Introduction: Hideaway Drafting Table
Enjoy a stand up desk?
For years I've dreamed of having a drafting table in the apartment but was unwilling to sacrifice living space. This project allows for a drafting table to be installed anywhere - even over an existing desk. The Sketchup rendering is from an old apartment and doesn't match the installation but shows the intention.
Step 1: Tools and Materials
Here are the suggested tools and materials for building a platform desk.
- The Basics: Hammer, Screw Drivers, Tape Measure, Extension Cord
- Four foot level
- Pry Bar
- Circular Saw & 'Japanese Style' Handsaw
- Drill & Drill Bits *I recommend corded drills unless you specifically need cordless
- Speed Square
- Paint Brush (not shown, who doesn't like a Wooster brush!)
- Safety: Goggles / Ear Protection
- (4) 2x4s
- (~24) 3" Screws
- (~12) 1-1/4" Drywall Screws
- (2) 4x8x5/8" OSB or plywood
- Paint (optional)
- Cork, Acrylic, Blackboard Paint (I used the paint on quart... easier is the spray paint)
- (1) 4" Ceder Strips (optional for trim)
- Hardware: (2) cleats, (2) latches, (10') chain or rope
- Hardware: (2-4) hinges -see Hinges Section
Cost: All materials cost around $60 from HD/Lowes/Habitat. All tools cost under $120 . Fasteners: I recommend using all screws for the project. --- 2x4s were salvaged from a previous couch project at last apartment. Couch frames made the frame for the table. Links provided for where I would buy today on Amazon.
Step 2: Building the Frame
The photos show a frame that is salvaged from the prior couch project. The existing frame was oversized so I cut it down to a 5' width.
To build a frame from scratch.
- cut the top and bottom piece to length
- cut the studs to length by subtracting 3" from the desired height (allowing for width of 2x4s) and cutting equal length studs
- add additional studs as required to provide for shelves inside the hideaway desk
- secure using 3" screws. two at each connection
- the last photo shows the back piece of plywood cut to fit the frame and attached with drywall screws 4" from frame connections.
Step 3: Shelves
Shelves -locate/add as needed
- Solid Shelves: I used scrap wood cut to fit to make the shelves. The brown piece shown in the photos is scrap cut to fit and with holes drilled for power cords. I later decided to put the monitor on the first shelf and drilled a second set of holes through the frame.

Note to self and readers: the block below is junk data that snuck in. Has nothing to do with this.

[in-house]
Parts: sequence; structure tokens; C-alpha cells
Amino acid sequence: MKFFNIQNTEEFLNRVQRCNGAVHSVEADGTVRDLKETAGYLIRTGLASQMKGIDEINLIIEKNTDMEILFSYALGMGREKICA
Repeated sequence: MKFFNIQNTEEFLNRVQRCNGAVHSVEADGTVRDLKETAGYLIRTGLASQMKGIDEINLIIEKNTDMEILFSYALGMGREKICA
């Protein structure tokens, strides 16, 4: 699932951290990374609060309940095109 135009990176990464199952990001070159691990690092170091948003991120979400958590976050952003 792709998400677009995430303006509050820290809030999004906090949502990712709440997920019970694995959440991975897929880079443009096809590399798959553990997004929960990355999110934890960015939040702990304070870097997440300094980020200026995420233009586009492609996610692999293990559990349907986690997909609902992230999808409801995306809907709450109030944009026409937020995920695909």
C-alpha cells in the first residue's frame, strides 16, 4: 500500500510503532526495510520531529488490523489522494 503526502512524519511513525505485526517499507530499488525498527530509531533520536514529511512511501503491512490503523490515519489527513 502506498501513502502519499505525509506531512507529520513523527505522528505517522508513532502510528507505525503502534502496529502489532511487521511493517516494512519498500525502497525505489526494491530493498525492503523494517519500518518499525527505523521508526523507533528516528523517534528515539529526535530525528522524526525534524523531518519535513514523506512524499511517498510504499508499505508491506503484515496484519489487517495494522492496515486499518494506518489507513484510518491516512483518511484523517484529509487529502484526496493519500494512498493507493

- Adjustable: I drilled holes for 1/4" dowels. The dowels are not show but can be installed running along the narrow section on the right side. Much the same way shelves are installed in standard cabinets.
Step 4: Hinges
There are many options for installing hinges. I used 2" hinges I had leftover from another project. The steps can be applied for any size hinge. Adjustments are required for the depth of recessed hinges.
- mark out locations on the base of the frame where the hinges will be installed. I spaced them evenly but slightly adjusted for the location of the supports
- set the depth of the circular saw blade to match the closed width of the hinges. use the circular saw to notch out for flush mounted hinges.
- set the hinges in place and screw them into the frame
Step 5: Desk Surface
I used a scrap piece of 1/2" plywood. It is recommended to use 5/8" or 3/4" for a more solid surface.
I painted the back of the plywood. If it is a new sheet of 1/2" plywood avoid painting the back because it could warp while drying. With 5/8" or greater it shouldn't be a problem.
- cut to match the size of the frame
- paint as required
- line up board with the hinges and use a 2x4 and scrap plywood as required to allow the board to sit at 90 degrees to the frame
- loosely secure one screw at each hinge before installing the second and finally tightening
Step 6: Wall Mount & Hardware
The full assembly is heavy. I recommend fixing a 2x4 to the wall and using that to rest the weight of the desk while using the drywall screws to screw into studs.
Most latches should be usable. For this project I used smaller hinges mounted to the frame and catch screws at the side of the table when in the closed position
Rope is mounted to the inside of the frame and connects to cleats on the table itself. Chain is preferred to avoid any flex but the rope was at hand.
Step 7: Options
Installing a monitor
I purchased a monitor from goodwill for $20 in San Francisco a few years ago. The monitors available are in great shape and can be tested in store. To install simply remove all hardware and use screws drilled into the frame to hold the monitor in place. Drill holes as required for power cords.
Installing cork or dry erase board
I used a piece of acrylic from a local frame store cut to length. Acrylic is available in white which makes it easy to work with. Avoid paint on or roll on dry erase surfaces. Roll on cork works fine. Blackboard paint is also an option but make sure the surface is smooth.
Mounting a light/radio/phone charger/fan
Drill for power and mount as required
Mounting an extension cord
I mounted an extension cord outside the frame
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Please be positive and constructive.